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May 24, 2024
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A British Airways Boeing 787-8 (G-ZBJG) was struck by lightning shortly after departure from London Heathrow on July 22nd en route to Chennai in India. The flight, BA35, continued on the 9 hour flight to India, but upon landing it was discovered that the aircraft had 42 to 46 holes in the fuselage from lightning strike damage. This was an unusual level of damage to a 787 and the worst outcome to date from a lightning strike to that aircraft type.

While the flight completed the trip safely, British Airways decided to return the aircraft to London on July 29th without passengers to undergo maintenance. A day later, the aircraft was returned to service, a week after the incident.

With metal aircraft, electricity can easily be conducted across the skin to a wing-tip or other edge from which lightning can easily be dissipated. Composite aircraft are built with metal foil, woven wire, or most commonly an expanded metal mesh to dissipate the impact of lightning strikes. The two aircraft with more than 50% composite material, the 787 and A350, utilize different approaches to lightning strike protection for their composite fuselages.

This incident, which caused a one week loss of revenue on a 787-8, indicates that while passengers remained safe, the aircraft required specialized maintenance that apparently could not be performed locally once the aircraft landed, necessitating an expensive ferry flight back to its home base.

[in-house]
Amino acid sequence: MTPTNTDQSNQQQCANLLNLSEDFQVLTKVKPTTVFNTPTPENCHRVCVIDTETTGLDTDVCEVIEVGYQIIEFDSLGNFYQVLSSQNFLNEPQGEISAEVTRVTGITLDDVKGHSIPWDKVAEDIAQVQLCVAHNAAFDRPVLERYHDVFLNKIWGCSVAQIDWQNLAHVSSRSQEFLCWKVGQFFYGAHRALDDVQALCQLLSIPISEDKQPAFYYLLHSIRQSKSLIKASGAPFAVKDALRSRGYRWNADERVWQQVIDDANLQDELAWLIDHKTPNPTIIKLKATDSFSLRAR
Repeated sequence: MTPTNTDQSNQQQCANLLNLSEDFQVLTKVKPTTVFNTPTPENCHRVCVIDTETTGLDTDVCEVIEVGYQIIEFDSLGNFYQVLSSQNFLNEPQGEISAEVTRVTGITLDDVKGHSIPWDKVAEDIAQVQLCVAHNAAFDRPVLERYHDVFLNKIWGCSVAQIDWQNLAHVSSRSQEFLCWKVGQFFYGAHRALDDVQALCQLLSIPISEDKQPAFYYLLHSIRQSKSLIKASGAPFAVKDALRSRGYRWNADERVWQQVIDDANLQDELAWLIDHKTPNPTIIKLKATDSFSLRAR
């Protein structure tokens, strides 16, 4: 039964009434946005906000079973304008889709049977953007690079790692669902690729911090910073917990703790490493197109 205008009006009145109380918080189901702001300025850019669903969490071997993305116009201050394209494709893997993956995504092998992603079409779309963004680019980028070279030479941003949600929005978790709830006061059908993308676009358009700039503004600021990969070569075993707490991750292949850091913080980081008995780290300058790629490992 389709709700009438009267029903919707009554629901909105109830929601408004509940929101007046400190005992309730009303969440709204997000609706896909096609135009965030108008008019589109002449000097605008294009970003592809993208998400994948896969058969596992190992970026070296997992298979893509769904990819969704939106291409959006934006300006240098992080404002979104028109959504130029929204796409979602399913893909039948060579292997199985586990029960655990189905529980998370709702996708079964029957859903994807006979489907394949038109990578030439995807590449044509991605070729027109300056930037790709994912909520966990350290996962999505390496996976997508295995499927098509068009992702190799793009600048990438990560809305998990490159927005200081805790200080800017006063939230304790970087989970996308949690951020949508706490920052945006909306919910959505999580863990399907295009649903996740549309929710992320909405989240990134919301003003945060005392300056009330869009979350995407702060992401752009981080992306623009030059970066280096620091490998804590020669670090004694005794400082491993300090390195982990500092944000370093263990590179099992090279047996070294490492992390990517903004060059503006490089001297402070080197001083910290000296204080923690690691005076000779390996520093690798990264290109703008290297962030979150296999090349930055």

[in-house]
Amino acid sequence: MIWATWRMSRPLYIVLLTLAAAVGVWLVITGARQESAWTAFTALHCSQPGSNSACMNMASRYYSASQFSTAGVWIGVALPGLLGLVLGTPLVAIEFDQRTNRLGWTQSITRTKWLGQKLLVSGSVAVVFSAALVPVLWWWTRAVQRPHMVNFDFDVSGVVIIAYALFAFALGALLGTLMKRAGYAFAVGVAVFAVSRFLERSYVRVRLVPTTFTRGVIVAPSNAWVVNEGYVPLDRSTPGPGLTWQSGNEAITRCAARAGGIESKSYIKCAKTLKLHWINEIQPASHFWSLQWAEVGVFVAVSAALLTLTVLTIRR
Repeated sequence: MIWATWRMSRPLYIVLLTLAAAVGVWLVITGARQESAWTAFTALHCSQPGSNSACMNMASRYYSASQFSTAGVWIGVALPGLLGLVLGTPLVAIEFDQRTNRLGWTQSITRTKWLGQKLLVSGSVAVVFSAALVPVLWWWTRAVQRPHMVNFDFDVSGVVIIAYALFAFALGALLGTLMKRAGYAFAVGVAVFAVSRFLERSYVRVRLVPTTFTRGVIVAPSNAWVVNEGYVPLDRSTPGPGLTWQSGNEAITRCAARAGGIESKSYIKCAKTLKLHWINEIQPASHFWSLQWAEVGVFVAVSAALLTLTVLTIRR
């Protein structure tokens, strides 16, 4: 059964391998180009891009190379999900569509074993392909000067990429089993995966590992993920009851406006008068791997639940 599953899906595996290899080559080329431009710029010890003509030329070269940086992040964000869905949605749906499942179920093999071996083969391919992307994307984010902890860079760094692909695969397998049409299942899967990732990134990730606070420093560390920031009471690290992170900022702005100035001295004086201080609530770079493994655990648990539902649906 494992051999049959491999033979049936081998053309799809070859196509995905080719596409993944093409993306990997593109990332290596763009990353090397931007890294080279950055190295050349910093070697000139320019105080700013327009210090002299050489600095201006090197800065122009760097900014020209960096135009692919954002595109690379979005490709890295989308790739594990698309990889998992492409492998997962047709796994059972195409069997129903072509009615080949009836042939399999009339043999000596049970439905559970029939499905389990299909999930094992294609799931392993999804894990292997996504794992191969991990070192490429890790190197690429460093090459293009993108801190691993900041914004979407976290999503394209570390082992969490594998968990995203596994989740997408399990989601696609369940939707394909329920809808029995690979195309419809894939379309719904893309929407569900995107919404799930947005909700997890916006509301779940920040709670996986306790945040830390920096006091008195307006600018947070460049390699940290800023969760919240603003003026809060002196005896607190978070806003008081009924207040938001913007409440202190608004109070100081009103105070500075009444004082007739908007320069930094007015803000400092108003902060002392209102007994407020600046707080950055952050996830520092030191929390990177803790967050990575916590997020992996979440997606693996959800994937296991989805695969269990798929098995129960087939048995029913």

Repairing damage to metal aircraft is fairly straightforward, as a “scab patch” is placed over a damaged area and riveted in. Composite aircraft require a more complex repair process that requires removing the damaged composites from affected areas, replacing them with new material that includes new lightning strike protection, and heating that area to cure and chemically bond the new material to the existing composites. This incident shows just how expensive that process can be on the Boeing 787.

3 thoughts on “Boeing 787 Grounded for a Week after Lightning Strike

  1. .” A day later, the aircraft was returned to service, a week after the incident.” This statement is rather ambiguous though it is partially alluded to in the heading. “A day later” in relation to what ?
    The aircraft was said to have returned to operations a day after repairs.

  2. The aircraft returned to service one day after it arrived back in London for maintenance.
    But the net result was a week without revenue, as apparently action to return it to service
    could not be performed in Chennai.

  3. http://newsite.airinsightresearch.com/boeing-787-grounded-week-lightning-strike/

    The linked article does NOT claim that BA performed a repair, just that the airframe was inspected by personnel at Heathrow. The elapsed time from departure from LHR on July 22 to the return to service (presumably on July 30) appears to be due to uncertainty about whether the “42 to 46 holes” were misreported:

    “British Airways has confirmed that the lightning strike occurred, but says that it “does not recognise the description of the damage”

    Your assertion that “This incident shows just how expensive that process can be on the Boeing 787,” apparently in contrast to repairs of a metal fuselage, is not supported in any way by that article. That BA chose to consume those non-revenue days at Chennai and then to absorb the cost of a ferry flight to LHR for further inspection may be entirely due to lack of experience/expertise of BA personnel.

    The article includes:

    “An individual jet liner is struck about once every two years, on average, and aeroplanes are designed accordingly,” he says. “Once in a while there’s exterior damage – a superficial entry or exit wound – or minor injury to the plane’s electrical systems, but a strike typically leaves little or no evidence. You might not even notice it.”

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